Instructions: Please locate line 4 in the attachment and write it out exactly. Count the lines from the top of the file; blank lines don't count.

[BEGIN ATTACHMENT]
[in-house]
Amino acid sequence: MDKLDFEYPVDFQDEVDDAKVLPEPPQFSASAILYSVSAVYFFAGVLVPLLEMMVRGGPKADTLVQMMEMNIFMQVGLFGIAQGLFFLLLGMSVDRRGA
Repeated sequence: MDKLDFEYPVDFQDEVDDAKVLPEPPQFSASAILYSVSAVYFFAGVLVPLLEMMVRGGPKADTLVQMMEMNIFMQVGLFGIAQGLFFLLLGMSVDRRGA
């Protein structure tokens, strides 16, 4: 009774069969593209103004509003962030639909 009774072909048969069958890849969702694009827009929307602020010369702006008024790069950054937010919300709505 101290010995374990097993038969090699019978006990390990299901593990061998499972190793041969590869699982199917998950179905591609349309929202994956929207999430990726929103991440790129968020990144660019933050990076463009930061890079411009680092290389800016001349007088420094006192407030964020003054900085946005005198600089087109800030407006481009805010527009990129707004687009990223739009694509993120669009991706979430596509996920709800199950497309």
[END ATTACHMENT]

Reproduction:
């Protein structure tokens, strides 16, 4: 009774069969593209103004509003962030639909 009774072909048969069958890849969702694009827009929307602020010369702006008024790069950054937010919300709505 101290010995374990097993038969090699019978006990390990299901593990061998499972190793041969590869699982199917998950179905591609349309929202994956929207999430990726929103991440790129968020990144660019933050990076463009930061890079411009680092290389800016001349007088420094006192407030964020003054900085946005005198600089087109800030407006481009805010527009990129707004687009990223739009694509993120669009991706979430596509996920709800199950497309």